MySQL cronjob optimization



  • Oh hey guys, I heard some of you know stuff about databases. I have a few questions.

    Currently, I have a cronjob running every ten minutes that will extract a list of names out of an HTML page and "reverse engineers" when these names appeared or vanished from this list.

    First of all, my tables:

    characters

    • columns id, name, last_seen
    • indices id (primary), name (unique)
    • has one row for every name it has come across so far and the last time it has seen it.

      This table currently has 6352 rows (running since ~October)

      sessions
    • columns id, character_id, start_time, end_time
    • index id (primary)
    • has one row for every period during which it has found the character's name in the HTML page on every call of the cronjob.

      This table has 61209 rows so far.

    I have two questions / concerns.

    First, sessions that haven't ended yet are identified by end_time=NULL. So I have many calls to ... WHERE end_time IS NULL, and I have no index on end_time. An index sounds like an overkill since I only need the NULL entries quickly available. So I wondered, is their a better way? My only idea would be to add another (boolean) column session_ended and create an index over that. Also, since NULL requires a special WHERE clause syntax, it somehow also comes to mind that probably NULL values are automatically optimized in that way, but I couldn't find anything about it...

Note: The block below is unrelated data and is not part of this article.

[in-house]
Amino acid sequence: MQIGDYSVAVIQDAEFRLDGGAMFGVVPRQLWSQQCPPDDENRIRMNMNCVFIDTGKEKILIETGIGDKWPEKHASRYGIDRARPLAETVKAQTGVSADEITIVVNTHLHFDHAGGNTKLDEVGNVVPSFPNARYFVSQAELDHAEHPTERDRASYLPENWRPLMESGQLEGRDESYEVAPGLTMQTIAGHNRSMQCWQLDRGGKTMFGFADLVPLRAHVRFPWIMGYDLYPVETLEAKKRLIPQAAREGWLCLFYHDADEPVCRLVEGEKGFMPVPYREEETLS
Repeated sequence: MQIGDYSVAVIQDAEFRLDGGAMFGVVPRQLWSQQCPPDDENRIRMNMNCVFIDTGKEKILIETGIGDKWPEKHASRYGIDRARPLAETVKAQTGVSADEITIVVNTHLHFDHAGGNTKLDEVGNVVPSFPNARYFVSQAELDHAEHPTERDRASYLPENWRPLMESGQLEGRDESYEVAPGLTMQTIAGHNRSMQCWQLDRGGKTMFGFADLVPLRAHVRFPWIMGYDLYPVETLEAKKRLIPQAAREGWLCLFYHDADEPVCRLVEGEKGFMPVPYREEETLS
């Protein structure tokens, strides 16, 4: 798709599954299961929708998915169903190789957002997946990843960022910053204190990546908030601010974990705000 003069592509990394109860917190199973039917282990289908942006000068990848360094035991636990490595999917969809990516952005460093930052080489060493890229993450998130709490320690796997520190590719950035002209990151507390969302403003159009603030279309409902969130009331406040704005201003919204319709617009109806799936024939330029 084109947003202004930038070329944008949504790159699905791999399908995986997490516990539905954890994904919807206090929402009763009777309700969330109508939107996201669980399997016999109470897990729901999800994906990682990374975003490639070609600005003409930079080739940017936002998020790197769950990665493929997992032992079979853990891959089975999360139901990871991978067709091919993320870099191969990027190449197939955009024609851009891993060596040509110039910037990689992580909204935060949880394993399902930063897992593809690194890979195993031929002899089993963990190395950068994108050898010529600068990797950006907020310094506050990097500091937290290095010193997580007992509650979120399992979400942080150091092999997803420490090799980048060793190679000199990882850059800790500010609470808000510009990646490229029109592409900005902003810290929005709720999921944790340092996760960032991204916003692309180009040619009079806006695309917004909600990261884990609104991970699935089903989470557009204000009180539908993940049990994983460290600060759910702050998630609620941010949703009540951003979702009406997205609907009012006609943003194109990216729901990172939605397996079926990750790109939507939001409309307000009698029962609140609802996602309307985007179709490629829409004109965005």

The second concern is my cron-job. Most the looping is done in PHP. I wondered if there's a better way. Yay for pseudocode:

    $start_session = $db->prepare('INSERT INTO sessions SET character_id=:id, start_time=:time');
    $find_running_sessions = $db->prepare('SELECT s.id, c.id, c.name FROM sessions AS s, characters AS c WHERE s.end_time IS NULL AND s.character_id=c.id');
    $end_session = $db->prepare('UPDATE sessions SET end_time=:time WHERE id=:id');
    $end_open_sessions = $db->prepare('UPDATE sessions SET end_time=? WHERE end_time IS NULL');
    $add_character = $db->prepare('INSERT INTO characters SET name=:name, last_seen=:seen ON DUPLICATE KEY UPDATE last_seen=:seen');
    $update_character = $db->prepare('UPDATE characters SET last_seen=:seen WHERE id=:id');
    $time = time();
    // $html = file_get_contents() done before connecting to DB
    if ($html) {
    $list = extract_name_list_from_html($html);
    $list = array_flip($list); // Pretty sure I did this for a reason...
    $db->beginTransaction();
    try {
    $find_running_sessions->execute();
    // Loop through every session that has not ended
    foreach ($find_running_sessions->fetchAll() as $row) {
    list($session_id, $character_id, $name) = $row;
    // If the name is not in the list eny more, end the session
    if (!array_key_exists($name, $list)) {
    $update_character->execute(array(':id' => $character_id, ':seen' => $time));
    $end_session->execute(array(':id' => $session_id, ':time' => $time));
    // Else we know at least that the oh wait this is a small bug. But doesn't matter now...
    } else {
    unset($list[$name]);
    }
    }
    // Now, start a new session for every character left in the list (and add the character
    // to the DB if not in yet)
    foreach (array_keys($list) as $name) {
    // Yeeeaaaah surely TRWTF is the regex. (this does some late checking if the HTML
    // was really parsed right or contained the expected content.... definitely misplaced